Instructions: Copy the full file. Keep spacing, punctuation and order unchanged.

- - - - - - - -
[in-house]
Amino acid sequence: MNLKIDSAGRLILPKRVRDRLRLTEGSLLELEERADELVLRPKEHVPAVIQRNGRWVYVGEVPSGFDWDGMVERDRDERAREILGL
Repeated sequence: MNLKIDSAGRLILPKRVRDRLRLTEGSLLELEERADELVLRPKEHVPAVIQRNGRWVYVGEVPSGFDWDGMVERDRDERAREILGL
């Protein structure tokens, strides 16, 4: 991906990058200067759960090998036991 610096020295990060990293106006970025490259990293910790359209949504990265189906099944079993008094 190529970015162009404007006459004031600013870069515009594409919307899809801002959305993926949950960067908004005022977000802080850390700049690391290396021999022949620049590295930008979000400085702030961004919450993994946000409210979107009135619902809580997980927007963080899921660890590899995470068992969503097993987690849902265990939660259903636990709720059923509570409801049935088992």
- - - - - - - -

[in-house]
Amino acid sequence: MNLKIDSAGRLILPKRVRDRLRLTEGSLLELEERADELVLRPKEHVPAVIQRNGRWVYVGEVPSGFDWDGMVERDRDERAREILGL
Repeated sequence: MNLKIDSAGRLILPKRVRDRLRLTEGSLLELEERADELVLRPKEHVPAVIQRNGRWVYVGEVPSGFDWDGMVERDRDERAREILGL
């Protein structure tokens, strides 16, 4: 991906990058200067759960090998036991 610096020295990060990293106006970025490259990293910790359209949504990265189906099944079993008094 190529970015162009404007006459004031600013870069515009594409919307899809801002959305993926949950960067908004005022977000802080850390700049690391290396021999022949620049590295930008979000400085702030961004919450993994946000409210979107009135619902809580997980927007963080899921660890590899995470068992969503097993987690849902265990939660259903636990709720059923509570409801049935088992």